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Mussina on cusp of Hall of Fame
12 months ago  ::  Jan 18, 2019 - 12:59PM #1
JonahFalcon
Posts: 25,531
At 80% with 180 votes in. He could actually make it, which is surprising for someone with less than 300 wins (270) and only one 20 W season.
12 months ago  ::  Jan 18, 2019 - 1:20PM #2
bomberhojoe
Posts: 15,078

Mussina should get in. He "only" has 270 wins, but 117 more wins than losses. Only 11 HOF pitchers have a higher winning percentage than Mussina (.638). And Mussina has more wins than 42 current HOF pitchers. He deserves this.

John 3:16 * Ephesians 2:8-9 * Romans 10:9-10 * John 14:3-6 * Romans 5:8
12 months ago  ::  Jan 18, 2019 - 1:27PM #3
_YaNkEeFaN4LiFe_
Posts: 506

He deserves it and I am not shocked. One of the best AL pitchers in the steroids era and especially in the AL East. 3.68 career ERA when you pitched in the AL East in the early 90s all the way to late 2000s for 18 years is remarkeable.

12 months ago  ::  Jan 18, 2019 - 1:28PM #4
1956yanks
Posts: 449

I do not think it is surprising.  300 wins will soon be a thing of the past (if it isn't already).  He pitched at a high level for many years in the toughest division in the game and pitched to many known steroid users.  His numbers spreak for themselves, I wish he would have been on the 2009 team, I think he deserved a ring.

12 months ago  ::  Jan 18, 2019 - 9:23PM #5
JonahFalcon
Posts: 25,531

I know Curt Schilling is probably rooting for Mussina to get in, because he has the same general stats.

12 months ago  ::  Jan 19, 2019 - 3:41AM #6
qwik3457
Posts: 11,939

Jan 18, 2019 -- 9:23PM, JonahFalcon wrote:


I know Curt Schilling is probably rooting for Mussina to get in, because he has the same general stats.




And a vastly better postseason record. Mussina has a good postseason record, but Schilling's is one of the best of all time.

Knowledge is Good -- Emil Faber
12 months ago  ::  Jan 19, 2019 - 7:31AM #7
bomberhojoe
Posts: 15,078
Mussina is 50 games over .500 better than Schilking. While Schilling may have been better in the postseason,  Mussina was much better in the regular season.
John 3:16 * Ephesians 2:8-9 * Romans 10:9-10 * John 14:3-6 * Romans 5:8
12 months ago  ::  Jan 19, 2019 - 10:47AM #8
bruner4329
Posts: 3,648

Mussina pitched his entire career in the AL East and he never benefitted from pitching in the NL to the weaker line ups.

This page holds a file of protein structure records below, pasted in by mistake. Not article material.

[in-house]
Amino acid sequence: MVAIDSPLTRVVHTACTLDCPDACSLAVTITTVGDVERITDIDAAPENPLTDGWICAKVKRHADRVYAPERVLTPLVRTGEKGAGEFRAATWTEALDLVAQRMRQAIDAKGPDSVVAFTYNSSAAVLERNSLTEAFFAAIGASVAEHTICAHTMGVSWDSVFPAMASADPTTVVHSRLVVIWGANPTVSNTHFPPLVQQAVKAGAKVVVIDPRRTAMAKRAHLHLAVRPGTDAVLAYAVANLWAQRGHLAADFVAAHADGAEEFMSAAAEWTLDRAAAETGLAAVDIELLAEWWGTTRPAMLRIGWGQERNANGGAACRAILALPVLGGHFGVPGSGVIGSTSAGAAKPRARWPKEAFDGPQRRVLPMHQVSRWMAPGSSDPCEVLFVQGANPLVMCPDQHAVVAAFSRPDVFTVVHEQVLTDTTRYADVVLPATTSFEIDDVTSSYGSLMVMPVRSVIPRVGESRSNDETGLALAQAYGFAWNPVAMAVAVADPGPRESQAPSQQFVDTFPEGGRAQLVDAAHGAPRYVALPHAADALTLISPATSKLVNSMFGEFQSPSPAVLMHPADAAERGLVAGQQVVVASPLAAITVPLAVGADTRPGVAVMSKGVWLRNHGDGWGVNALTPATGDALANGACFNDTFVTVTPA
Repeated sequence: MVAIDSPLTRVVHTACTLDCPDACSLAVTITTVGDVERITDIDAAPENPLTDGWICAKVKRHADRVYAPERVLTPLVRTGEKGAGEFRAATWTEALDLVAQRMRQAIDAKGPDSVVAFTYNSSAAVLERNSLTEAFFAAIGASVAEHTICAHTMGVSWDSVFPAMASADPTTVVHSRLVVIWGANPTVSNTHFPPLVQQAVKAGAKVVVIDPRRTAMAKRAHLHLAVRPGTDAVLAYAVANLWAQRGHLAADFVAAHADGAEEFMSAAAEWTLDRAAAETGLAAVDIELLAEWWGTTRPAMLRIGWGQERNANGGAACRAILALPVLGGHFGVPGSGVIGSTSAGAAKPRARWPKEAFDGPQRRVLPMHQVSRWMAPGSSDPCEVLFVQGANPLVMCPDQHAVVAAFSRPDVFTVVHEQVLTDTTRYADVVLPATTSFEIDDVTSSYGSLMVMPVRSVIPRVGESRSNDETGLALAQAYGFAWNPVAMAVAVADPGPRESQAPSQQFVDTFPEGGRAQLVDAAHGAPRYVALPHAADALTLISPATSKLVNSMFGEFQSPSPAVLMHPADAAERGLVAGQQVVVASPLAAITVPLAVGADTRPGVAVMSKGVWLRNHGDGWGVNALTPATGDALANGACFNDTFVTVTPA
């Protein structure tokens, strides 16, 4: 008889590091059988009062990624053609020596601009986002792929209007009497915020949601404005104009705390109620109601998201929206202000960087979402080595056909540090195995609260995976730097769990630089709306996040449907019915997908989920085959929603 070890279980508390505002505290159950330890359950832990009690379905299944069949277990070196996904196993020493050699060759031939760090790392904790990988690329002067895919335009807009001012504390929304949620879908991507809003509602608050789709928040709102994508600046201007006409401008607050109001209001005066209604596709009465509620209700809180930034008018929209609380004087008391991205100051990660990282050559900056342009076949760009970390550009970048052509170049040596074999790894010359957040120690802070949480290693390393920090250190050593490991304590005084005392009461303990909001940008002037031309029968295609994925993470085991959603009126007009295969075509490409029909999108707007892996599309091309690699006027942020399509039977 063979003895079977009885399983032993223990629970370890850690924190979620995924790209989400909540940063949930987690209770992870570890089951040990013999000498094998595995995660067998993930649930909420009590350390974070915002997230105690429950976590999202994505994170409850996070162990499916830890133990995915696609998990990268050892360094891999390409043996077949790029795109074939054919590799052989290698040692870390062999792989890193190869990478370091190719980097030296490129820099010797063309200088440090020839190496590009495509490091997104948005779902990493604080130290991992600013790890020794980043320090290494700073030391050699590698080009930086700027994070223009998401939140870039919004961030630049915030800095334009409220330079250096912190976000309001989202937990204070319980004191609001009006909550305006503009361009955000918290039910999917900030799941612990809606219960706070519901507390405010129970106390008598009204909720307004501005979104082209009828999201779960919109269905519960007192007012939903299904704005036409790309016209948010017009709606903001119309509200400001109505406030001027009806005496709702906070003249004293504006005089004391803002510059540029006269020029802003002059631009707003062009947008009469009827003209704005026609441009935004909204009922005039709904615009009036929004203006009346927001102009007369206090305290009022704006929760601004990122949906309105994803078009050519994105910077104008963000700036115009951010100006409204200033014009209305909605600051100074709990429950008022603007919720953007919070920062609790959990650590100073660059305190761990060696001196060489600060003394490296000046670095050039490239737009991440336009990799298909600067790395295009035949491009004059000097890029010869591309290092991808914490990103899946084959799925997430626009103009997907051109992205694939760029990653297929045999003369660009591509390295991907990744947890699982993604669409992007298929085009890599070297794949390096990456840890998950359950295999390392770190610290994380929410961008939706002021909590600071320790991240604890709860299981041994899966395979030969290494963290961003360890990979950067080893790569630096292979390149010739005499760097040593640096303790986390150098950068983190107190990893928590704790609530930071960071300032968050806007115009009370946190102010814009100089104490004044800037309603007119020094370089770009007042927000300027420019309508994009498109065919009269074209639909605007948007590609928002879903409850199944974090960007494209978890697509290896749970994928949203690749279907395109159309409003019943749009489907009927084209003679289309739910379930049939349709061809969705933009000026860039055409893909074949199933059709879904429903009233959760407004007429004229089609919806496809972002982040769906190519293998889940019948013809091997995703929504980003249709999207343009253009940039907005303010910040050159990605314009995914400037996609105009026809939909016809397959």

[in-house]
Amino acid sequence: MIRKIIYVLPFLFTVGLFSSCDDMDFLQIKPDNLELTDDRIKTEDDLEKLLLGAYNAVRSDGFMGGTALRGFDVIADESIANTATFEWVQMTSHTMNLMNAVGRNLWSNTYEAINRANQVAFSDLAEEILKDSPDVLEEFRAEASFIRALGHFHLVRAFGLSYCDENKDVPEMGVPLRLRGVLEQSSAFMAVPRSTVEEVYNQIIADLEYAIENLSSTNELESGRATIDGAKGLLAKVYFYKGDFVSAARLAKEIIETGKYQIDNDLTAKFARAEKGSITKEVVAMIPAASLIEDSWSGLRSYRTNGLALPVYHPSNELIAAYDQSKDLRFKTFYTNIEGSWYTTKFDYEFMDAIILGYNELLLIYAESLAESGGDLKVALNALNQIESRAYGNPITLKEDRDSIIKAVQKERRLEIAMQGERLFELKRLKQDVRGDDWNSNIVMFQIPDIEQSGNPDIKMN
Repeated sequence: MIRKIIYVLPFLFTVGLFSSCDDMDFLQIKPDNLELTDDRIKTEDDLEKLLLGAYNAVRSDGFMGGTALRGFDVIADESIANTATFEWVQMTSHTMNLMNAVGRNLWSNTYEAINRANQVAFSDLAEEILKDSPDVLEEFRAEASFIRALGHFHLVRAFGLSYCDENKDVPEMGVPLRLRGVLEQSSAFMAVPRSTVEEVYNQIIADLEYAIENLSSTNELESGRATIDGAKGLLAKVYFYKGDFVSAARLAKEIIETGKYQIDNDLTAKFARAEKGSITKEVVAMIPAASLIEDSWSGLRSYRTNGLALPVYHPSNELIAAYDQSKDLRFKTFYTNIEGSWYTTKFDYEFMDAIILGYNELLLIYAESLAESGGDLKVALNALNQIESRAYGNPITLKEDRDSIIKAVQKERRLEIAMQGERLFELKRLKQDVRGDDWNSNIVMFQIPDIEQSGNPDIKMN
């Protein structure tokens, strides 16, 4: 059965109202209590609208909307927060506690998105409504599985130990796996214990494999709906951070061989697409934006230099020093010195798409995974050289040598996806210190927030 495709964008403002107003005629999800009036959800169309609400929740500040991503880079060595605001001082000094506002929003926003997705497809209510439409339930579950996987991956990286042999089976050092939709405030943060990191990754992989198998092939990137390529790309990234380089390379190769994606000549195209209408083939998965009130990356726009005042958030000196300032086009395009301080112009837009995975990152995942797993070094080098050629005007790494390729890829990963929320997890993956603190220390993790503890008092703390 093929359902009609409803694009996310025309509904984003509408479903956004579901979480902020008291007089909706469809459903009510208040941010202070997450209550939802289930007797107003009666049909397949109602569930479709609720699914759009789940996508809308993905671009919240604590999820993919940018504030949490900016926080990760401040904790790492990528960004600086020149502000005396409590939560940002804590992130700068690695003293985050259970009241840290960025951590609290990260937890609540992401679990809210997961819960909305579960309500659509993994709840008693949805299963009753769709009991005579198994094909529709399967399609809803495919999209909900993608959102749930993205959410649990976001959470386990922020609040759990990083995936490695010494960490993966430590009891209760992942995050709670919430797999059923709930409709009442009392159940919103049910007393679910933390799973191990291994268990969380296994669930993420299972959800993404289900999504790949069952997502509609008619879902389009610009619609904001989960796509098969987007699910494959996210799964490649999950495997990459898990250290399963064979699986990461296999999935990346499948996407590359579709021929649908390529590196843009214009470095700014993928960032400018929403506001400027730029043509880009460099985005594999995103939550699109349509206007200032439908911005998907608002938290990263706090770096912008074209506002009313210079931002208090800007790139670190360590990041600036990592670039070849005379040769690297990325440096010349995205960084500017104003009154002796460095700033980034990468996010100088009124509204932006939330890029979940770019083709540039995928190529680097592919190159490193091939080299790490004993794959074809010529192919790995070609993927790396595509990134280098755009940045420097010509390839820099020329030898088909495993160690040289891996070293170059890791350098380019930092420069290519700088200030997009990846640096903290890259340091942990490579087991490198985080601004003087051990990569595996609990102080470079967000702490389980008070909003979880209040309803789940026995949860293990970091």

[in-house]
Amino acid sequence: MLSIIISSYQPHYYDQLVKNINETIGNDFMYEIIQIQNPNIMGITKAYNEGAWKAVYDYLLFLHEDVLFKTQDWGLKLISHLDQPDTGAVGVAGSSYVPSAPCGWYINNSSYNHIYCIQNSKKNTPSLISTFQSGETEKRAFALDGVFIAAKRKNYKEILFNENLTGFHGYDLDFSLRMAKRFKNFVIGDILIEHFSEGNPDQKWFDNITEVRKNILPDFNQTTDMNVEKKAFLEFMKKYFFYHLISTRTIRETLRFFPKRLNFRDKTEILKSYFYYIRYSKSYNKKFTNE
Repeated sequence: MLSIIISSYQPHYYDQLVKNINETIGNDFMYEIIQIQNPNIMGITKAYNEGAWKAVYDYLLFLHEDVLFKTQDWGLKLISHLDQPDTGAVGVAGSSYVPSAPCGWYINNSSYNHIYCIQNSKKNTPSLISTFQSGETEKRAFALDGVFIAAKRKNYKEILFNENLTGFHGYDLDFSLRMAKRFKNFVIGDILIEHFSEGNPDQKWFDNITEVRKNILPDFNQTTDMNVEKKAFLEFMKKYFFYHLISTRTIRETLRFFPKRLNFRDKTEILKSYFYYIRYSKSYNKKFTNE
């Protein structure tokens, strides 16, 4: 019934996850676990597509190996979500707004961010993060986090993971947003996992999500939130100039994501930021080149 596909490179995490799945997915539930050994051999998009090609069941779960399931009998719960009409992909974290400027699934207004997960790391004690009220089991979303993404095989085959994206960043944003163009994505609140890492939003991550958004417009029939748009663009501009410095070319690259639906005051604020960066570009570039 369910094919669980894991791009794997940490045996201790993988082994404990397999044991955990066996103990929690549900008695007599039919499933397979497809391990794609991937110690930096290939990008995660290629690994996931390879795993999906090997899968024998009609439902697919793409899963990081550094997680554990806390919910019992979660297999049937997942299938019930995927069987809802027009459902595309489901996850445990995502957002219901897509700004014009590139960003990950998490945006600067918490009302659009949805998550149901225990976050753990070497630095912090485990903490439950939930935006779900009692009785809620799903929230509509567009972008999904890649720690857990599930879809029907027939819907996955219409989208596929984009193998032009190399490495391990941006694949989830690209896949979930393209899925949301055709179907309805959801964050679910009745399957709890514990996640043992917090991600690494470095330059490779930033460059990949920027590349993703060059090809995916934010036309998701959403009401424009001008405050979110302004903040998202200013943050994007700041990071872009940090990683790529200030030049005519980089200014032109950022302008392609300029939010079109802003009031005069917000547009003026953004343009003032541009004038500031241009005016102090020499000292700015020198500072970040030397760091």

12 months ago  ::  Jan 19, 2019 - 12:25PM #9
qwik3457
Posts: 11,939

Jan 19, 2019 -- 7:31AM, bomberhojoe wrote:

Mussina is 50 games over .500 better than Schilking. While Schilling may have been better in the postseason, Mussina was much better in the regular season.



Actually, it's 45 more games over, as a starter. 


Mussina also started 100 more games than Schilling.


Their pitching bWAR are nearly identical, despite Mussina having about 1.6 more bWAR, but 100 more starts and more than 300 more career innings. 


In his career, Schilling pitched for teams that were an aggregate 42 games over .500, or averaged about 82-83 wins a year. In fact, before being traded to the Diamondbacks, Schilling pitched for only a couple of teams that were over .500. Some of the teams he pitched for were almost 30 games under .500. Mussina pitched on teams that were an aggregate 314 over .500, or averaged about 90 wins a year. He only pitched for two teams there were under .500 and never pitched for a team that was 10 games or more under .500. A large part of that 45 over .500 is due to the fact that until he got to Arizona, Schilling was pitching for bad teams, while Mussina almost never pitched with a bad team around him.


They're both Hall of Famers. Let's leave it at that.

Knowledge is Good -- Emil Faber
12 months ago  ::  Jan 19, 2019 - 12:29PM #10
qwik3457
Posts: 11,939

Jan 19, 2019 -- 10:47AM, bruner4329 wrote:


Mussina pitched his entire career in the AL East and he never benefitted from pitching in the NL to the weaker line ups.




ERA+ adjusts ERA for both ballpark and league context. Schilling's career ERA+ is 127, Mussina's is 123.


His ERA may have benefitted from pitching in the NL, but his teams were also NL teams, so they hit in the NL, and he got weaker run support, weaker certainly than Mussina got, as Mussina pitched for good-to-great teams in all but three of his 18 seasons. In fact, checking Baseball Refernce, Schilling got 4.7 runs of support per start in his career, which is pretty good, but Mussina got 5.3 runs per start in his career, and that's outstanding support.


Oh, and while Mussina average 6.7 innings a start in his starts, which is excellent, Schilling avaeraged 7.1 innings a start, which is outstanding. Especially when you consider that over two-thirds of Schilling's starts were in the NL without the DH, whereas all of Mussina's starts were in the AL, which has the DH, which means that in far more starts, Mussina could stay in more games in which his team was losing.

Knowledge is Good -- Emil Faber
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